Eighty years ago, the false dawn begins to fade

 

 

An optimistic observer might have thought that Britain was doing tolerably well in its war against Germany and Italy in the first months of 1941. But if a week is a long time in politics, it can be even longer in a war. A thoughtful observer might have been rethinking Britain’s prospects after the first week of April.

Winston Churchill had hailed the Yugoslavian coup d’etat, which removed the regime that allied itself to Germany and Italy, as a country regaining its soul. He little appreciated just how short a time it would have to enjoy its new status. Immediately after the coup Hitler had decided to treat Yugoslavia as an enemy and to launch a full-scale military attack. The codename for the attack Strafgericht (criminal or, literally, punishment court) gives a flavour of Hitler’s thinking. The assault began with a heavy air raid on Belgrade and the elimination of the poorly equipped Yugoslav air force. Land offensives were launched both against Yugoslavia and Greece, which encountered little significant resistance. German intervention in Greece to redeem Mussolini’s failure had long been on the cards. The bulk of the Greek army was on the Albanian border confronting Italy, which left the border with Bulgaria weakly held. The Germans attacked from Bulgaria. Large British forces had started to arrive in Greece but they had neither co-ordinated fully with the Greek army nor established a defensive line.

Hungary’s hopes of escaping full-blown participation in the war were a collateral casualty of Strafgericht. Pál Telecki, the neutralist albeit enthusiastically anti-Semitic prime minister, had tried to keep the country’s commitment to the Axis to a respectable minimum. He had signed a treaty of friendship with Yugoslavia and resisted German demands to let troops through Hungarian territory to attack Yugoslavia, but the army let them through anyway. Telecki was appalled at the national dishonour this involved and well knew that war would be a catastrophe for the Balkans. He shot himself and power devolved on Admiral Horthy, the Regent, who was far more friendly to Germany. Britain immediately broke off diplomatic relations.

The Afrika Korps's advance in Libya caught the British ill-prepared. They were forced to abandon Benghazi, which gave a major jolt to sentiment at home, grown complacent on Wavell’s stunning and easy advance against the Italians, and soon the port of Tobruk was under siege. Wavell, the theatre commander, lost confidence in Philip Neame in command of the desert army, and sent out General O’Connor, who had led the successful advance into Libya, to take charge. O'Connor persuaded Wavell not to remove Neame outright, creating a dual-command structure,  but in the confusion of the retreat both generals were  captured by a German patrol.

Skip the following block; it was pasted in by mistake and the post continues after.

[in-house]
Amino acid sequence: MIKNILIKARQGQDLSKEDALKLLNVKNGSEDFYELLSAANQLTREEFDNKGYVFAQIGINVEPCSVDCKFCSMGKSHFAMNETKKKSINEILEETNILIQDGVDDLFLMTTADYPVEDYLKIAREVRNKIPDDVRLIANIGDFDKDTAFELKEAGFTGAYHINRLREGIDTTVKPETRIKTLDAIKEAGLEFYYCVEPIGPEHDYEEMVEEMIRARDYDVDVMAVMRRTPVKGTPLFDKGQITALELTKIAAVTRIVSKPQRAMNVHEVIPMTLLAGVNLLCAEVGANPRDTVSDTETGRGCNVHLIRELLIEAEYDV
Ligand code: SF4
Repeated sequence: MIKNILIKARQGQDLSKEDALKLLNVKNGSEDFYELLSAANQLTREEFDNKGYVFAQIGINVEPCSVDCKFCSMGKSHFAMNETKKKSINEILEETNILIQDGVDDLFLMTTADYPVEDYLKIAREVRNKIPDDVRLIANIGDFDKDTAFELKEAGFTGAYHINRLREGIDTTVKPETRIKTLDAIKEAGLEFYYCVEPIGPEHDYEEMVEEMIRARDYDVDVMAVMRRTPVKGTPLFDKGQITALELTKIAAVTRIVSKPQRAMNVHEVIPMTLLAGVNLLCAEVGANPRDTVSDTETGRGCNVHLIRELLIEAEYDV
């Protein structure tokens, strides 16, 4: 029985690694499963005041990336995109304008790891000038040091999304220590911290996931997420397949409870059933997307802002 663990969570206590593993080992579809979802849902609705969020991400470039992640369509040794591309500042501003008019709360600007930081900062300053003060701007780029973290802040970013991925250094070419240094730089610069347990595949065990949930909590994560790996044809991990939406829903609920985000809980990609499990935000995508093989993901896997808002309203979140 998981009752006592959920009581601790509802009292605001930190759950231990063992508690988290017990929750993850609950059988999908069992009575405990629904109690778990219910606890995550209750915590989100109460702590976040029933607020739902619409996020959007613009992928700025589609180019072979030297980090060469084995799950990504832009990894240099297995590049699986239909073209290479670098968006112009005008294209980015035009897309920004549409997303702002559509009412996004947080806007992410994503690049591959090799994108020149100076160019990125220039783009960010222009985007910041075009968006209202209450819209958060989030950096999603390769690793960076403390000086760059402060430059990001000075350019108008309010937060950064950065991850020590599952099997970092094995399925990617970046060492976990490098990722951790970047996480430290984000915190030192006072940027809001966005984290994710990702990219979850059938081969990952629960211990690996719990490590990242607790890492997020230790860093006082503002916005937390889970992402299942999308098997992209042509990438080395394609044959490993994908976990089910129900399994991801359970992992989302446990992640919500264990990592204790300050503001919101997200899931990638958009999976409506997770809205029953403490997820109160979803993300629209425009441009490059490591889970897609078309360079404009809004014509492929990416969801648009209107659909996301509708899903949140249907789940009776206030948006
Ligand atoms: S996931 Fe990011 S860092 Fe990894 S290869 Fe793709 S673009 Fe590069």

There was a crumb of comfort for the British in East Africa where they almost completed the reconquest of Ethiopia from the Italians. The British took Italian civilian women and children under their protection from vengeful Ethiopians, who had little cause to remember Italian domination with pleasure. The Italian commander, the Duke of Aosta, sent public thanks to the British general in a gesture from an earlier age of warfare, which would soon appear obsolete and antique.

After RAF Bomber Command had done little worse from high altitude than disturb the sleep of the crews of Scharnhorst and Gneisenau at anchor in Brest, Coastal Command tried its luck with a low level torpedo attack. One torpedo struck Gneisenau doing severe damage but the Beaufort aircraft which had delivered the attack was immediately shot down.  Flying Officer Kenneth Campbell, its pilot, was later awarded a posthumous Victoria Cross.

Kingsley Wood, the Chancellor of the Exchequer, delivered his second and most famous budget. It marked the full transition of Britain to a war economy. Under the influence of John Maynard Keynes, Wood's innovation was to follow a broad plan of economic management in contrast to the traditional accounting-driven exercise in balancing the government’s books. Wood’s principle was to ward off inflation by heavy taxation. Standard rate income tax went to 50% from 42.5% and for the first time more than half of the population were brought into the tax net by reducing tax free allowances. Before the war it had been almost a status symbol to earn enough to pay income tax. Some of the taxation was treated as compulsory savings to be repaid after the war. The Budget was well received in the press and on the Stock Exchange.

The mine workers’ union showed rather less solidarity with the government’s economic activities and began to position itself to extract monetary and political advantage from the war. It declared itself opposed to government direction of labour in the industry – miners were not free to move jobs without permission but were exempt from military service – unless pay rises and workers’ control were granted.

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